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Miami 12, FAU 4; Hurricanes Dominate Owls in Exhibition Game

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The Gino DiMare era of Hurricanes Baseball got off to a strong start on Saturday.

Tony Capobianco/State of The U

The Miami Hurricanes were impressive in their fall scrimmage game, dominating the visiting Florida Atlantic Owls by a score of 12-4 at Mark Light Field. Gino DiMare has gotten off on the right foot in Coral Gables, and we’ll see how this early success transfers to truly competitive games in the Spring.

The rules for this game were a little different, there were 12 innings played, four pitchers took the mound for Miami, and there were five batters per side in an inning, no matter what.

Chris McMahon started the game out for the Hurricanes, and was very impressive. He allowed just three baserunners over the first 13 batters he faced, and the only blemish on his record was a two run homerun allowed right at at the end of his outing. It should be noted that the homerun came after McMahon had forced three outs in the “inning” so in a real game, he wouldn’t have allowed a run.

Miami couldn’t get anything going offensively until the top of the fifth. The Hurricanes got the bases loaded with one out, and a fielder’s choice scored their first run of the afternoon. Once again, in a real game, the Hurricanes would’ve had a chance for more runs, but as it stood the game was at 2-1 FAU through five innings.

Greg Veliz would put together a strong performance through his three innings, giving the ‘Canes the chance to take the lead in the bottom of the sixth. Chad Crosbie, a transfer from Saddleback Junior College, roped a one-out single that was followed by a double from Dylan Cloonan. A walk loaded the bases, and then freshman JP Gates knocked a bases-clearing double to right field that made the game 4-2 in favor of Miami.

In the bottom of the seventh Miami would tack on two more runs, a leadoff single from Chet Moore would set up an Anthony Vilar RBI triple. Then Adrian Del Castillo knocked an RBI single through the left side of the infield that scored Vilar from third and made the game 6-2 in favor of the ‘Canes.

Freshman Slade Cecconi would pitch the seventh, eighth, and ninth, and the righthander was dominant. He allowed just three hits, struck out six, including four in one inning, and allowed just one run, which came after he was frazzled by a comebacker that left his elbow bleeding. Watching Cecconi in person, he was very impressive. He had the FAU hitters off balance constantly, and in one stretch he struck out three hitters in a row on around 15 pitches without even breaking a sweat. Miami could have a really good one on their hands here, along with JP Gates, who we’ll get to later.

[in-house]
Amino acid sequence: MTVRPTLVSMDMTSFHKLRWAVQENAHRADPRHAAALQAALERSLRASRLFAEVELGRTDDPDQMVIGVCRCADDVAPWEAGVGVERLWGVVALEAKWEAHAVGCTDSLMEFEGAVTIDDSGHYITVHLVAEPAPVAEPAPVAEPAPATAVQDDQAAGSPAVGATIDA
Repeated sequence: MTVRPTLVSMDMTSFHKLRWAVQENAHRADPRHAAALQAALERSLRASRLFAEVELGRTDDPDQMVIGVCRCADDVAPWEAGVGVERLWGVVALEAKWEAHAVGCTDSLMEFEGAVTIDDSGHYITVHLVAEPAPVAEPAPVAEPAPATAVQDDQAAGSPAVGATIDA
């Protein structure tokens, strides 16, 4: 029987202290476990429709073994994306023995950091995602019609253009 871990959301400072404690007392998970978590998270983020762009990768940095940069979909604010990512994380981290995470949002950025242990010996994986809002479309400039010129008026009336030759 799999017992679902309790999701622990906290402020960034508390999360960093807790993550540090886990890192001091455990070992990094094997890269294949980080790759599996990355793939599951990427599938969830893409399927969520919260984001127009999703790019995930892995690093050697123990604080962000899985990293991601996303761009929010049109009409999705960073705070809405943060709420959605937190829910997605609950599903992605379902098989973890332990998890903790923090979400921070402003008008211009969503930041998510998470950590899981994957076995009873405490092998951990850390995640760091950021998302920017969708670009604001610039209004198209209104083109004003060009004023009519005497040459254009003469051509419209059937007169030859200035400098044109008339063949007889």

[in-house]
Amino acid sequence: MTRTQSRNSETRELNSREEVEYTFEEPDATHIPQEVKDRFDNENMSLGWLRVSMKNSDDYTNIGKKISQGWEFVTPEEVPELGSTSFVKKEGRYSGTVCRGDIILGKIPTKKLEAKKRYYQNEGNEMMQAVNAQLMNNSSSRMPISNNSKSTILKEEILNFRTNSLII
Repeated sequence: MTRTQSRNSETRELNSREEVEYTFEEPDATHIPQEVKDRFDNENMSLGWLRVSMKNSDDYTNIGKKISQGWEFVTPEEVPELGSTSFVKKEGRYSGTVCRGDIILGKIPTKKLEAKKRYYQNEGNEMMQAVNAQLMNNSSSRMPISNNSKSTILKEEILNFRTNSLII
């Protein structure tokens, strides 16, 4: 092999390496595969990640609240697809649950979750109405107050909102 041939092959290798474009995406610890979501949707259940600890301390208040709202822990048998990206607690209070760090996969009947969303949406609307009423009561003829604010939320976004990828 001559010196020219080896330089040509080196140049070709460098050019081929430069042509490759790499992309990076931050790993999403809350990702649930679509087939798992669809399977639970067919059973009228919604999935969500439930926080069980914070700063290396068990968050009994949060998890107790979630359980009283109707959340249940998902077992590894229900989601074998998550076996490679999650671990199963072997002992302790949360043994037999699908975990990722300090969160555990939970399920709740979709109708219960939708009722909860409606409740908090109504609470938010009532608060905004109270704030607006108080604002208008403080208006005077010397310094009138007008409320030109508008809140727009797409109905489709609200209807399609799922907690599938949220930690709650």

In the bottom of the eighth Miami tacked on two more runs. Cal Conley legged out an infield hit, and through a walk from Michael Montes and good baserunning from Conley the Hurricanes put runners on the corners. A wild pickoff attempt scored Conley and moved Montes to third, and a Kam Lane double off the wall in left pushed Montes home before the inning was cut short by the five batter rule.

The Hurricanes would do yet more damage in the bottom of the ninth, when Gabe Rivera knocked a moonshot that hit a palm tree in left field, by the time Cecconi was off the mound at the end of nine Miami held a 9-3 lead.

JP Gates would pitch the last three innings of the game for Miami, and his outing was perfect besides a run that was allowed through an error. Much like Cecconi, in Gates first inning he fanned four of the five batters he faced, and also struck out six. Miami would add on three runs in the bottom of the twelfth, including a two-run homerun from Michael Montes, that brought the final score to 12-4 in favor of the ‘Canes.

This was a really impressive performance from the Hurricanes, once the offense got going the game wasn’t competitive. The pitching staff dominated and would’ve only allowed two runs under normal game rules. Additionally, the freshmen class was very impressive for Miami, and as a group they put together several really strong at-bats.

We’ll see if Miami can continue this play into the competitive season come February, but there are a lot of reasons to be excited if you’re a ‘Canes fan.